'Sitting down with Marks over a few cups of coffee and two afternoons was an enjoyable experience that provoked a lot of philosophical thought. It was an experience that had the virtues that conversations with interesting philosophers can have. And that is something to be said for the book.'Timothy Schroeder, Ohio State University in Notre Dame Philosophical Reviews

'Ethics without Morals is not written in academic jargon and is quite accessible – indeed, it is a pleasure to read. Furthermore, it raises an important issue: Why do so many people who have been prepared to reject claims about the existence of a god [...] hold on to the idea of an objective morality, a notion that seems scarcely coherent? [...Marks's] book is a significant and useful contribution to a very important debate.'Russell Blackford, University of Newcastle, Australia in Free Inquiry

"Joel Marks's work is both a deeply personal and public book: deeply personal insofar as it recounts Marks's conversion to a new philosophical outlook and adoption of a new ethical disposition; public insofar as Marks seeks to make a substantial contribution not just to ethical thought, but to public discourse about common issues of pressing concern, such as the (in)human treatment of animals." -Steven Johnston, University of Utah in Public Integrity

"I would definitely recommend this book to others. It generates discussion and reflection. The book would be fantastic to get those not familiar with ethical theory or metaethics thinking deeply about the foundations of ethics and understanding what a nihilistic view might amount to." - James McBain, Pittsburg State University, USA, in Teaching Philosophy

About the Author

Joel Marks is Professor Emeritus of Philosophy at the University of New Haven, USA and a Bioethics Center Scholar at Yale University, USA.


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Front Cover | Copyright | Table of Contents | Excerpt | Index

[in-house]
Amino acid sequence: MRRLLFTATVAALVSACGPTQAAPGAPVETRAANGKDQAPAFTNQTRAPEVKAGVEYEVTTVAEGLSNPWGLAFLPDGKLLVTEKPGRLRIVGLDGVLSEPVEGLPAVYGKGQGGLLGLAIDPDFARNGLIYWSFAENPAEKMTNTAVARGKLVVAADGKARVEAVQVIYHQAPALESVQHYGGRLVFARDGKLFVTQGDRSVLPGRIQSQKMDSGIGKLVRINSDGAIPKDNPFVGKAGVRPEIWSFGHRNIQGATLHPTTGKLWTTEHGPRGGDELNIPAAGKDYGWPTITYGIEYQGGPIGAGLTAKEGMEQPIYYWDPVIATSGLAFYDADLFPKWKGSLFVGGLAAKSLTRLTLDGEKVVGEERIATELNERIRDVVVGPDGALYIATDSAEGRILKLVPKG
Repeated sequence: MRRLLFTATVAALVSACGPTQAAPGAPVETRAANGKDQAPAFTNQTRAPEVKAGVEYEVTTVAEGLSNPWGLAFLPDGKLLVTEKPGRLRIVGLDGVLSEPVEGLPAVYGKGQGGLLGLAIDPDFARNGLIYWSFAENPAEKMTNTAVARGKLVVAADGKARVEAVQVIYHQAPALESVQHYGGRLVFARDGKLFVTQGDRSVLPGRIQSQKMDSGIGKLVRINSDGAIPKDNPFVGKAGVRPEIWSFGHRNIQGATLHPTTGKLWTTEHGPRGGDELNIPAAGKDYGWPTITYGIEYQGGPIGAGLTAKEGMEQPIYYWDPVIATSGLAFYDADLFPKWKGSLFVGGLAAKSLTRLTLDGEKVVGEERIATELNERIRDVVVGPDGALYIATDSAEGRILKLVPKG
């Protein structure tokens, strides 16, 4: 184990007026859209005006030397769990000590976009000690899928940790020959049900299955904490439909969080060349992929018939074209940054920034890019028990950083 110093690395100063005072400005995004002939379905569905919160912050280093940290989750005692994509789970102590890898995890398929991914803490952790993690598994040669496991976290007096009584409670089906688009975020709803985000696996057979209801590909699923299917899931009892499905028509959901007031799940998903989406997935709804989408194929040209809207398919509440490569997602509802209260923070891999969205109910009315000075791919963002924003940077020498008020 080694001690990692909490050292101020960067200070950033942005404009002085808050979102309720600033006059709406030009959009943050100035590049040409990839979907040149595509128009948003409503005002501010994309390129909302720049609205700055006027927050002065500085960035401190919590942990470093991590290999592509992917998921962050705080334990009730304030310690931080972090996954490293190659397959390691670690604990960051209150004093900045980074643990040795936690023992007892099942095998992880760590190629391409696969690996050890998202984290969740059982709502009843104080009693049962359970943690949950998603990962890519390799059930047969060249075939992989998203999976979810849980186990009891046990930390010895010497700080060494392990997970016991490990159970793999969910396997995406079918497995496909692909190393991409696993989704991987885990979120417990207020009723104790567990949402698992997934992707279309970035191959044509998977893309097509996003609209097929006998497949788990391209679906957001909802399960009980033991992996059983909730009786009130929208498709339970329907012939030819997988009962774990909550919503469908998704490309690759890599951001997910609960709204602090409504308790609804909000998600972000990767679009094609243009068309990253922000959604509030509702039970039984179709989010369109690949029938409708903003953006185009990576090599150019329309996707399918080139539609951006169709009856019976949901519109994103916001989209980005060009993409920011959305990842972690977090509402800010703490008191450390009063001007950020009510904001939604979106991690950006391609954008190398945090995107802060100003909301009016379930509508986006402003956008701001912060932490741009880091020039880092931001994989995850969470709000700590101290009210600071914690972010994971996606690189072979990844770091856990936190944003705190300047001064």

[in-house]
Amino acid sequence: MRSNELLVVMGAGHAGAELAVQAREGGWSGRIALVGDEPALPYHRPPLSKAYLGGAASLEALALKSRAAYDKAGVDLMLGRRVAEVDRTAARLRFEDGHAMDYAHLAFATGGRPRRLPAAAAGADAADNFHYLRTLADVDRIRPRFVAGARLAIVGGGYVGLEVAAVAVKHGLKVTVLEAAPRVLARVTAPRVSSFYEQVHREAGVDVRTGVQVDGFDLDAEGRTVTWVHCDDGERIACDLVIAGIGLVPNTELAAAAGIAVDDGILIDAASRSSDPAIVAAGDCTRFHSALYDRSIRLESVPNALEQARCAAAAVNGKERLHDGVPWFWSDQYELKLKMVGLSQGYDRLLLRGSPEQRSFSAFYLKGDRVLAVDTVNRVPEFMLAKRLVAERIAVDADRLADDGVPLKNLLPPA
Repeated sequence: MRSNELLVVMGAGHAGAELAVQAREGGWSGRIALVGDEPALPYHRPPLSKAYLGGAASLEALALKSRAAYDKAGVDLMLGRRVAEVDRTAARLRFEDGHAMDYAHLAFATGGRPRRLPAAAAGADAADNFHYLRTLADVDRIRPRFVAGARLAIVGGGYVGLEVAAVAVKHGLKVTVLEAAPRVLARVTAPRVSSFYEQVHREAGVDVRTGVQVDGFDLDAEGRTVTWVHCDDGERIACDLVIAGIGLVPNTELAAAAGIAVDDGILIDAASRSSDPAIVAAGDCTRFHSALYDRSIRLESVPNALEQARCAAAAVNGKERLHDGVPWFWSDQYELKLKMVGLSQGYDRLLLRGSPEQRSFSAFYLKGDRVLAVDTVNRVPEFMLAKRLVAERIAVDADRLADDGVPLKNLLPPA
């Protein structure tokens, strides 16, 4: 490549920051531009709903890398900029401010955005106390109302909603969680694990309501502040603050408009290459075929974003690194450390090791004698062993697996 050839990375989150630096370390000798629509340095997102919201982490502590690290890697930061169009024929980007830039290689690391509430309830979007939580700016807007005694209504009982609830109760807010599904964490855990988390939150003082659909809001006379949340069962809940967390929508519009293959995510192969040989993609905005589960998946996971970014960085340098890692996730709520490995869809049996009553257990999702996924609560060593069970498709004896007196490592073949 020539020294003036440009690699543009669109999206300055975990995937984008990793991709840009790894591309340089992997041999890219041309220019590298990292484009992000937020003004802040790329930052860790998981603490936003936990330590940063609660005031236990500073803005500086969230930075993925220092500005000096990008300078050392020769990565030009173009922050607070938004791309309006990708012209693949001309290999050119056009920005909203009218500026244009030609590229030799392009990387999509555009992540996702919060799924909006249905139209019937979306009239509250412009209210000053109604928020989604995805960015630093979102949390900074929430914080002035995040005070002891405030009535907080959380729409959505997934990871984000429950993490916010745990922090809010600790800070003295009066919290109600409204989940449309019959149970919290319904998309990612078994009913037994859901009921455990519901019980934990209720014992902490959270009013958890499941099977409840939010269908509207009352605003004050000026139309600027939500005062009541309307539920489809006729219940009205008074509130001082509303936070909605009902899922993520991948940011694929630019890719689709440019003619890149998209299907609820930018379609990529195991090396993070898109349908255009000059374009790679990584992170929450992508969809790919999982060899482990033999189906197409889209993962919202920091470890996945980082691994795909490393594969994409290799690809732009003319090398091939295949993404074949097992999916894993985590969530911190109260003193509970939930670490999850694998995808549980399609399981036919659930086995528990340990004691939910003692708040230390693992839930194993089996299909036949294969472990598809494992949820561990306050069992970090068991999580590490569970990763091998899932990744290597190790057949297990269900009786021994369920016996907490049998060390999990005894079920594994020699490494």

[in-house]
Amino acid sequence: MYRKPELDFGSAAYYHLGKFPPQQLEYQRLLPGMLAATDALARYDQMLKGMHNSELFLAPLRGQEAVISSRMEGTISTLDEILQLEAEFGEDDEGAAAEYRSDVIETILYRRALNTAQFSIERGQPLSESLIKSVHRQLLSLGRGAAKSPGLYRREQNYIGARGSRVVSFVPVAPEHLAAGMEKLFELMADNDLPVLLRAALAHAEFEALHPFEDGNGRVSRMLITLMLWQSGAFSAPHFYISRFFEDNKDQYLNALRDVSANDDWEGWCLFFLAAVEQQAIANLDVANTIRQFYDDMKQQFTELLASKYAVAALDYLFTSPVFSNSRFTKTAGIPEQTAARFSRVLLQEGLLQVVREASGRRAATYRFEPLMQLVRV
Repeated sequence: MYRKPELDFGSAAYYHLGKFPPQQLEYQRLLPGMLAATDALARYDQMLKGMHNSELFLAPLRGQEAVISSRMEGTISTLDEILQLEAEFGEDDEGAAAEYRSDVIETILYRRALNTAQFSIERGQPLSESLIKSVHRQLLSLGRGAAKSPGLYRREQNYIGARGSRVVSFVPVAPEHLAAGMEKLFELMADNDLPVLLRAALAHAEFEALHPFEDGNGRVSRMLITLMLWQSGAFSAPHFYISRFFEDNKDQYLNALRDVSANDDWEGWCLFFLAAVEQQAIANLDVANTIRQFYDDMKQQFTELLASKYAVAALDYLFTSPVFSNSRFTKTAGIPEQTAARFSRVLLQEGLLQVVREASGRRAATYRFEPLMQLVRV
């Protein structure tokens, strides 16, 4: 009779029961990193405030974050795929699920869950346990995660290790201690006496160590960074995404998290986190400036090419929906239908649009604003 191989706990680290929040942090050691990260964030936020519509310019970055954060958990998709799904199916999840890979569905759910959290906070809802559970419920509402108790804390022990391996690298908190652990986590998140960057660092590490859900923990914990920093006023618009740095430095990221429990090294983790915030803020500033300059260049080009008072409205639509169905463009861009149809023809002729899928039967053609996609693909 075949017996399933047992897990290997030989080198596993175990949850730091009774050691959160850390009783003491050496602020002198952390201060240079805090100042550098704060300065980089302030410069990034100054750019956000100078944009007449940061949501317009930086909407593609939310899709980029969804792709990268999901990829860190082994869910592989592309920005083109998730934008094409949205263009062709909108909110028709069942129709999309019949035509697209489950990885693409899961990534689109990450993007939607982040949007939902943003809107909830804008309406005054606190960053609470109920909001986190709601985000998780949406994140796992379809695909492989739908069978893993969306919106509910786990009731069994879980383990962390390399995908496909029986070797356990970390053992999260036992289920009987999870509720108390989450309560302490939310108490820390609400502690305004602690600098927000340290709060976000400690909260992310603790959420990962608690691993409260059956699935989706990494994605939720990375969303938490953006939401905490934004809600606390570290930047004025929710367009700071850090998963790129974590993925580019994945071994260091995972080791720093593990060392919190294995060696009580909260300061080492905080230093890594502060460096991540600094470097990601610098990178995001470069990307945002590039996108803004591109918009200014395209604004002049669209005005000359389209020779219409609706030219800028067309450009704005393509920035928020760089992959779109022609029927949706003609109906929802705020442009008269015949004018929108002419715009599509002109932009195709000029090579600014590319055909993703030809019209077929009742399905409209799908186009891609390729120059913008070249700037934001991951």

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Amazon.com: 3.0 out of 5 stars  2 reviews
5.0 out of 5 stars a must read for any secular humanist 21 Jun 2013
By William Irwin - Published on Amazon.com
Format:Hardcover|Verified Purchase
Joel Marks made news when, after many years as an advocate of Kantian ethics, he "came out" as an amoralist is his column for the magazine PHILOSOPHY NOW and again later in a piece for THE NEW YORK TIMES. This book explains why. Marks presents the case that an atheist cannot justifiably believe in objective morality. In place of morality Marks offers the philosophy of desirism, which suggests that we examine our desires, affirm those we truly want to have, and then act to the fulfill them. This is an important book, a must read for any secular humanist, as it exposes morality as the final (or at least next) delusion.
0 of 2 people found the following review helpful
1.0 out of 5 stars Commits The Worst Of Logical Fallacies... 6 Nov 2013
By Douglas - Published on Amazon.com
Format:Kindle Edition
In short, it begs the question and uses circular logic. The very things Marks finds wrong with religion and the idea of objective morality. The entire premise runs "there is no God, and only God can have the property of objective morality, therefore..." It begs the question that there is no God, to start, but, even given that, the book goes on to argue that objective morality can only be attributed to a Divine Being (I don't know how he gets there--objective morality could be hardwired into humans with no divine intervention). Then it just sinks into relativism, a torpedo that sinks its own ship in circularity: is relativism, then, objective, or relative itself?